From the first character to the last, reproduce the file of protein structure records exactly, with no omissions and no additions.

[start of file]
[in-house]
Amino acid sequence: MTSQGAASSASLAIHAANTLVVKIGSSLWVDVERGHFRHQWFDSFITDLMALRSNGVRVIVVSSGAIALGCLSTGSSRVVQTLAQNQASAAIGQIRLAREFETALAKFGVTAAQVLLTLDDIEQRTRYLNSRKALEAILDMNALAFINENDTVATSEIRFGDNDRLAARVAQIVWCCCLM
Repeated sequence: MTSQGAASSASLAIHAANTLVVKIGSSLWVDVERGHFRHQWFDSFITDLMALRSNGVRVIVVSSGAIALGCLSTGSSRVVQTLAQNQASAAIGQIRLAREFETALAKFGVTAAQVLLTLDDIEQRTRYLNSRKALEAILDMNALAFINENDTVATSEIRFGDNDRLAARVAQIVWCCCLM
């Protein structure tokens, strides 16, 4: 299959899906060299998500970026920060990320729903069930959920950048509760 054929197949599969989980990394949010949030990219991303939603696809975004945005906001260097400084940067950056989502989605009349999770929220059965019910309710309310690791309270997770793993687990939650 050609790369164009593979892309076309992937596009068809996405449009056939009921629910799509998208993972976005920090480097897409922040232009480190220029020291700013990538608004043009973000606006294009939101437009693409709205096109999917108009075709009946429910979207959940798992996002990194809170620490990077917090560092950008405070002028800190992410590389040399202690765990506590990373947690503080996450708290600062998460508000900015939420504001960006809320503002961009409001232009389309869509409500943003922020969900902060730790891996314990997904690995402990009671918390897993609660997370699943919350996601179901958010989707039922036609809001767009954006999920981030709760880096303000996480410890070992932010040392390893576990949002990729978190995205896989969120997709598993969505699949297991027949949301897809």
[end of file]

[in-house]
Amino acid sequence: MTSQGAASSASLAIHAANTLVVKIGSSLWVDVERGHFRHQWFDSFITDLMALRSNGVRVIVVSSGAIALGCLSTGSSRVVQTLAQNQASAAIGQIRLAREFETALAKFGVTAAQVLLTLDDIEQRTRYLNSRKALEAILDMNALAFINENDTVATSEIRFGDNDRLAARVAQIVWCCCLM
Repeated sequence: MTSQGAASSASLAIHAANTLVVKIGSSLWVDVERGHFRHQWFDSFITDLMALRSNGVRVIVVSSGAIALGCLSTGSSRVVQTLAQNQASAAIGQIRLAREFETALAKFGVTAAQVLLTLDDIEQRTRYLNSRKALEAILDMNALAFINENDTVATSEIRFGDNDRLAARVAQIVWCCCLM
């Protein structure tokens, strides 16, 4: 299959899906060299998500970026920060990320729903069930959920950048509760 054929197949599969989980990394949010949030990219991303939603696809975004945005906001260097400084940067950056989502989605009349999770929220059965019910309710309310690791309270997770793993687990939650 050609790369164009593979892309076309992937596009068809996405449009056939009921629910799509998208993972976005920090480097897409922040232009480190220029020291700013990538608004043009973000606006294009939101437009693409709205096109999917108009075709009946429910979207959940798992996002990194809170620490990077917090560092950008405070002028800190992410590389040399202690765990506590990373947690503080996450708290600062998460508000900015939420504001960006809320503002961009409001232009389309869509409500943003922020969900902060730790891996314990997904690995402990009671918390897993609660997370699943919350996601179901958010989707039922036609809001767009954006999920981030709760880096303000996480410890070992932010040392390893576990949002990729978190995205896989969120997709598993969505699949297991027949949301897809």